At the workshop on mobile money to promote financial inclusion held in late May, Minister of Information and Communication Nguyen Manh Hung expressed his keen interest to have mobile money implemented in Vietnam this year.
Acting as an e-wallet service, mobile money allows users to load, send, receive and pay for small-value transactions through both smartphones and basic feature phones.
The minister thus hoped that Vietnam would become the 91st market in the world to roll out its mobile money platform, ensuring formal financial services to reach every corner of the nation and each of the residents has access to the basic payment service.
At the regular government press conference held in May, State Bank of Vietnam deputy governor Nguyen Thi Hong also noted that the central bank has in April worked with the to study and submit a report to the Prime Minister on the piloting scheme to implement mobile money.
Nguyen Trung Kien, representative of Vietnam’s largest mobile network operator Viettel Group, said that in order to offer mobile money service in Vietnam, telecommunication companies must satisfy a number of requirements including acquiring the payment intermediary services license, having the capability to verify identity of customers and sufficient financial resource to back their payment services investment.
A proper and clear legal framework to govern the operation of mobile money service is also required to ensure the smooth progress of its implementation and function once put into practice.
In addition, a limit for mobile money transaction must also be determined, either on a daily or monthly basic, by each of the mobile network operators before the service is piloted to ensure safety and minimise the risk of fraud.
Vietnam may well see its mobile money scheme flourish, replicating the success of Sub-Saharan Africa where mobile money has driven financial inclusion throughout the region.
According to the World Bank, while the share of adults with a financial institution account remained flat, the share with a mobile money account almost doubled, to 21 per cent, in 2017.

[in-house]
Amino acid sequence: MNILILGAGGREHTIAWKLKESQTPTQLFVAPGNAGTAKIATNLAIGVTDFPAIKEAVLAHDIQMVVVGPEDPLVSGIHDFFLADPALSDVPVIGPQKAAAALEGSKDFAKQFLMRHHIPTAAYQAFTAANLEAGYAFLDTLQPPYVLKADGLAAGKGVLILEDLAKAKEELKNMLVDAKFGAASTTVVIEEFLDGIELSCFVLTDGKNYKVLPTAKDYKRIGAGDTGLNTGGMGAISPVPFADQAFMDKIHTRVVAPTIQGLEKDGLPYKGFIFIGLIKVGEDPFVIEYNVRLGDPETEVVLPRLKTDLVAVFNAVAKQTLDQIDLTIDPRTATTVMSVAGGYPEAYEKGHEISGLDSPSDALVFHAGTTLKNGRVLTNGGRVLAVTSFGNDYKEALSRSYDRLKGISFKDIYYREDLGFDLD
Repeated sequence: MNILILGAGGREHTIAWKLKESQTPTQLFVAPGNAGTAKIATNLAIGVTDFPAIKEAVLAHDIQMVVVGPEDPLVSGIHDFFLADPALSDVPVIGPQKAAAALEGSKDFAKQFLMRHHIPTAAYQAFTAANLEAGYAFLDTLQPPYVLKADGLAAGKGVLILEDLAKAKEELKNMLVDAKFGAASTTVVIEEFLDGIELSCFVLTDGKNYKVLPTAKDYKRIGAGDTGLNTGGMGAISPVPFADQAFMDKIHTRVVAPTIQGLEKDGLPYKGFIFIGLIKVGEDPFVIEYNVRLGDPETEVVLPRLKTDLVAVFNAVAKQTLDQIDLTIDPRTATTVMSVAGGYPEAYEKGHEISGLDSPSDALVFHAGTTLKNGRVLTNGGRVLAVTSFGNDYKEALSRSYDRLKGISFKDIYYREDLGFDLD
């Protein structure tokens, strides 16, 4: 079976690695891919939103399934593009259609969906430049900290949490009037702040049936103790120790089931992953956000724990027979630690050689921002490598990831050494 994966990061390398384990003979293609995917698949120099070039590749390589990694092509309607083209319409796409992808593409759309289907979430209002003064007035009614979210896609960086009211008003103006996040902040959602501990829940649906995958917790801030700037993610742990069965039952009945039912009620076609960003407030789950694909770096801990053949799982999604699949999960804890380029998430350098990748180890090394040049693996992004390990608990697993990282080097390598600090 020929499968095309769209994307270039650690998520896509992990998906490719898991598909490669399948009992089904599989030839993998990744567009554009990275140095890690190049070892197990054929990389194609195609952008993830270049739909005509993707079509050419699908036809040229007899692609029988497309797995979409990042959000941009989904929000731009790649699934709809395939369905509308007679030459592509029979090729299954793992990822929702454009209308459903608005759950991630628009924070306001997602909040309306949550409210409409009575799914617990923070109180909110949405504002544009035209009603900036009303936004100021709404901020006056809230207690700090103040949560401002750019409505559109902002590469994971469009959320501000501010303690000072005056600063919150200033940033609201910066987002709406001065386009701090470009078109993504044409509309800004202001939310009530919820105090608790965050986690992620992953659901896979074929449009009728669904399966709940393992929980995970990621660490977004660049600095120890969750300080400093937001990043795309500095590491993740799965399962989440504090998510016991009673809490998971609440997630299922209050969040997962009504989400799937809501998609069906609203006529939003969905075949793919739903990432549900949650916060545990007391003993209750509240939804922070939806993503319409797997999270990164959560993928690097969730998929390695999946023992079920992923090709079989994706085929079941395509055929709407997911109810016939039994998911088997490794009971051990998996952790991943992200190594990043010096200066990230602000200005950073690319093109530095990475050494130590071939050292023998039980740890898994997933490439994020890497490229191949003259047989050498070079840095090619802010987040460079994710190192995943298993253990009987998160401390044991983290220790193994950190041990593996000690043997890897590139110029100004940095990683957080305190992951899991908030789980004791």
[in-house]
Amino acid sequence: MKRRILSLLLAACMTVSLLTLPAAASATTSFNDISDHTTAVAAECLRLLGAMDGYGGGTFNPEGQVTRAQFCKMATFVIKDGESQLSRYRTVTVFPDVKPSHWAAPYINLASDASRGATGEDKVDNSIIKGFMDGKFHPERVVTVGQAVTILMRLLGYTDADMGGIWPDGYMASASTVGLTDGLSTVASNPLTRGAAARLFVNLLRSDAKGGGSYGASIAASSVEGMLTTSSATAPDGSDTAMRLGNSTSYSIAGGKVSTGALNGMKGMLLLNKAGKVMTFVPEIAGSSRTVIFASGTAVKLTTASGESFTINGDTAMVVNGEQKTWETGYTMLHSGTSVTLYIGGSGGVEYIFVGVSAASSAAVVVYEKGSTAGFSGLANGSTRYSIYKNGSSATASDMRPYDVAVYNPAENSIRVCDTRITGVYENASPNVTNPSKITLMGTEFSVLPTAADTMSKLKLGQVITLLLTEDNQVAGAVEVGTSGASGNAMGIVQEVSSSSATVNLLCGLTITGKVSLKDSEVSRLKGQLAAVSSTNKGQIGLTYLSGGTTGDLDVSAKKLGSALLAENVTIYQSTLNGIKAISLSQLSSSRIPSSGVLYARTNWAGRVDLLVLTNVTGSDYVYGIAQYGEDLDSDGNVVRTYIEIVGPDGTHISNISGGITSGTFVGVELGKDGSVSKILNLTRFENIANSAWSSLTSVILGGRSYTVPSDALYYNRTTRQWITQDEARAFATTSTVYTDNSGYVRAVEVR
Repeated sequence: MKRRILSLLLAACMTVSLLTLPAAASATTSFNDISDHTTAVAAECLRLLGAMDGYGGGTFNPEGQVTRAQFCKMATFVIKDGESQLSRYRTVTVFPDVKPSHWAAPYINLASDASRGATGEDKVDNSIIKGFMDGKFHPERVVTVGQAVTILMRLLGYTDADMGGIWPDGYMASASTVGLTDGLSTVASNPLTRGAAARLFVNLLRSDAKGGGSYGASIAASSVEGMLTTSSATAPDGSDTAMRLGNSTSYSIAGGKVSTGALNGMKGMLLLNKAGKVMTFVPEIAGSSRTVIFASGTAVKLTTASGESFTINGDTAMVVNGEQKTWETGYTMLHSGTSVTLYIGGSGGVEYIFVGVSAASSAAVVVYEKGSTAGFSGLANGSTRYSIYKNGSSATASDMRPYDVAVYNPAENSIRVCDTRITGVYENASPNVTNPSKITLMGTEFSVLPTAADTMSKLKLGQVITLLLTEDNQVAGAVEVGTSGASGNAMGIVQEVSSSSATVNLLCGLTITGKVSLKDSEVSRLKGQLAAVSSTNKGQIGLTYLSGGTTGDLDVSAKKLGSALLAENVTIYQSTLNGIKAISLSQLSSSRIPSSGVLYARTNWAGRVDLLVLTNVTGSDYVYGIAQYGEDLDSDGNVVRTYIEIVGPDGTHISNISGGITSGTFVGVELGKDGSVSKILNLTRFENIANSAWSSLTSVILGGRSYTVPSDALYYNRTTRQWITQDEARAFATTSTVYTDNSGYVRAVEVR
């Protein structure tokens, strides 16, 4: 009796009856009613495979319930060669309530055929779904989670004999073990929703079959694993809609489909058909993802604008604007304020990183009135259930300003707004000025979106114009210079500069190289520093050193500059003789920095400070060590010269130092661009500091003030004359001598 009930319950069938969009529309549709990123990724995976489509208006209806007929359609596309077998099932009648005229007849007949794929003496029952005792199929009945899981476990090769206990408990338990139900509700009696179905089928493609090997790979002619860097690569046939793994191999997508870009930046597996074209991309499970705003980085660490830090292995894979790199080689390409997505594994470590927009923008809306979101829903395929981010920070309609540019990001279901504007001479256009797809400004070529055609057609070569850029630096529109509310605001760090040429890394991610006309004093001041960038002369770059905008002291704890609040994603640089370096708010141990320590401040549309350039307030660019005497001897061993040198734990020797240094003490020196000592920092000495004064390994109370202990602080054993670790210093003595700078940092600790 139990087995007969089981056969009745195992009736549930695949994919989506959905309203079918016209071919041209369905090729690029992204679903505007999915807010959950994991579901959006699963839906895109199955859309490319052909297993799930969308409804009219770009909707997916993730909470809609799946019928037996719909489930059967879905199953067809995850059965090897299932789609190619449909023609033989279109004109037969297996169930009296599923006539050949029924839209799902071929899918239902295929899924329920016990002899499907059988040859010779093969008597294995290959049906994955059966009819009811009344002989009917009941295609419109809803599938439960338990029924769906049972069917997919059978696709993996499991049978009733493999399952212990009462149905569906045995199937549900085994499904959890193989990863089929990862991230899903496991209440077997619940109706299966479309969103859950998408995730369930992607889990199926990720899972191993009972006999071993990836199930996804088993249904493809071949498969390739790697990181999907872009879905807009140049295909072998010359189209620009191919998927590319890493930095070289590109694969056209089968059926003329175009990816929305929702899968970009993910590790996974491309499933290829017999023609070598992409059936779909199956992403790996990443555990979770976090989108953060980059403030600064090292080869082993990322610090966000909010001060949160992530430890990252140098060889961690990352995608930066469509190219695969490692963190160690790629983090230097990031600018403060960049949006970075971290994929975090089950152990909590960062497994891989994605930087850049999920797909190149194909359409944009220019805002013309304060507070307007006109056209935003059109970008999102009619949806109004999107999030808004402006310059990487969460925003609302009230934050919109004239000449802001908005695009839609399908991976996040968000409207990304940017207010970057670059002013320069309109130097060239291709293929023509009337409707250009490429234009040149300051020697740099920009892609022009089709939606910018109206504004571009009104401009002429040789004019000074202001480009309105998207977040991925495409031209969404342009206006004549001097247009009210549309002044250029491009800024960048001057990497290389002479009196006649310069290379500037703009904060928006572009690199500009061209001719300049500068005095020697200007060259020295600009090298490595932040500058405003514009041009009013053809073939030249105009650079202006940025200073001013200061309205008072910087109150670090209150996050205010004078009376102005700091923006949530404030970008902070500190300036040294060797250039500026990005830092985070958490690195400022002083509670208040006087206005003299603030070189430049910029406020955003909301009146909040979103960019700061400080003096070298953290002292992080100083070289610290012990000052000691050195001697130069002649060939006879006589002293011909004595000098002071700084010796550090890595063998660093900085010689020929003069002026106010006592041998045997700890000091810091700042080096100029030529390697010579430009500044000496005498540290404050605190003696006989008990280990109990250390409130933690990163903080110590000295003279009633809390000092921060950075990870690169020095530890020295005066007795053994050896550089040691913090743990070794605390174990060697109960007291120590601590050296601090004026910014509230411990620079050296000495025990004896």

Since 2014, mobile money accounts have spread from East Africa to West Africa and beyond.
Vietnam, meanwhile, has only 30 per cent of the adult population having bank accounts and 64 per cent of the population is living in rural and remote area. The country, however, has some 143 million mobile connections with 72 per cent using smartphones in 2018. All of these are said to be the right ingredients to promote mobile money service in the country
According to Standard Chartered’s report entitled ‘Cash digitisation in ASEAN’, the region’s digital economy currently generates approximately $150 billion in annual revenue and is expected to become one of the world’s top-five digital economies by 2025. Its internet penetration rate is 58 per cent, of which more than 90 per cent of access comes through mobile devices. This trend thus underscores the increasing competition from mobile wallets to replace traditional payments methods in the region.
With the network infrastructure that spans across countries, telecommunications companies, according to Standard Chartered, play a more active role in reaching the unbanked and those located in remote areas. Their network helps support the launch of their e-wallets to provide the unbanked population with access to basic financial services. Their services began with a simple feature of allowing members to top up their e-wallets for the purpose of transferring funds to other members.